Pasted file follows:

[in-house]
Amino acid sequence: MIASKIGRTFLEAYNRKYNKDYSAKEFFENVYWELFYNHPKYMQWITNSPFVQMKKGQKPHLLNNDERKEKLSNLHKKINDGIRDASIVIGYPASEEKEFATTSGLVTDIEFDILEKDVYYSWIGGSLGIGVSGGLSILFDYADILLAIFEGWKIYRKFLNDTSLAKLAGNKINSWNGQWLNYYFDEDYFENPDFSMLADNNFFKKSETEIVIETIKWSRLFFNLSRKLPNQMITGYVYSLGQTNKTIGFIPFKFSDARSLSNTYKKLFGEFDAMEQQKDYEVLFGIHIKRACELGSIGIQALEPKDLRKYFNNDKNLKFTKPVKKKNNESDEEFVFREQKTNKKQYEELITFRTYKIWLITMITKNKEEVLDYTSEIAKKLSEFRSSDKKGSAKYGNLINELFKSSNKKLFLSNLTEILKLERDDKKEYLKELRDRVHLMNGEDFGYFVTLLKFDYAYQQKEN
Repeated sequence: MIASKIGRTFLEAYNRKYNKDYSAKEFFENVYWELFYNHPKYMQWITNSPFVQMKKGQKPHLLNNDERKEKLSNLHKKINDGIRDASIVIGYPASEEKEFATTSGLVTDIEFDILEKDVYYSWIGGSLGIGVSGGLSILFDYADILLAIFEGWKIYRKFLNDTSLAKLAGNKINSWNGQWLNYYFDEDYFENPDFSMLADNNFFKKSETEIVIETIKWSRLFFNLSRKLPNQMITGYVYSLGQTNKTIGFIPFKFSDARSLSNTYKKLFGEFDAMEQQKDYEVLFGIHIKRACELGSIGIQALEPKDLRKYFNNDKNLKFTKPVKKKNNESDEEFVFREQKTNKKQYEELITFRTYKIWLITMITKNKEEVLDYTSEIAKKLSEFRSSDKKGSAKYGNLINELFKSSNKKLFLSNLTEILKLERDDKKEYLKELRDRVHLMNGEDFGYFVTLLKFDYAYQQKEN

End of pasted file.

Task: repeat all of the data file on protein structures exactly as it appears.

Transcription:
[in-house]
Amino acid sequence: MIASKIGRTFLEAYNRKYNKDYSAKEFFENVYWELFYNHPKYMQWITNSPFVQMKKGQKPHLLNNDERKEKLSNLHKKINDGIRDASIVIGYPASEEKEFATTSGLVTDIEFDILEKDVYYSWIGGSLGIGVSGGLSILFDYADILLAIFEGWKIYRKFLNDTSLAKLAGNKINSWNGQWLNYYFDEDYFENPDFSMLADNNFFKKSETEIVIETIKWSRLFFNLSRKLPNQMITGYVYSLGQTNKTIGFIPFKFSDARSLSNTYKKLFGEFDAMEQQKDYEVLFGIHIKRACELGSIGIQALEPKDLRKYFNNDKNLKFTKPVKKKNNESDEEFVFREQKTNKKQYEELITFRTYKIWLITMITKNKEEVLDYTSEIAKKLSEFRSSDKKGSAKYGNLINELFKSSNKKLFLSNLTEILKLERDDKKEYLKELRDRVHLMNGEDFGYFVTLLKFDYAYQQKEN
Repeated sequence: MIASKIGRTFLEAYNRKYNKDYSAKEFFENVYWELFYNHPKYMQWITNSPFVQMKKGQKPHLLNNDERKEKLSNLHKKINDGIRDASIVIGYPASEEKEFATTSGLVTDIEFDILEKDVYYSWIGGSLGIGVSGGLSILFDYADILLAIFEGWKIYRKFLNDTSLAKLAGNKINSWNGQWLNYYFDEDYFENPDFSMLADNNFFKKSETEIVIETIKWSRLFFNLSRKLPNQMITGYVYSLGQTNKTIGFIPFKFSDARSLSNTYKKLFGEFDAMEQQKDYEVLFGIHIKRACELGSIGIQALEPKDLRKYFNNDKNLKFTKPVKKKNNESDEEFVFREQKTNKKQYEELITFRTYKIWLITMITKNKEEVLDYTSEIAKKLSEFRSSDKKGSAKYGNLINELFKSSNKKLFLSNLTEILKLERDDKKEYLKELRDRVHLMNGEDFGYFVTLLKFDYAYQQKEN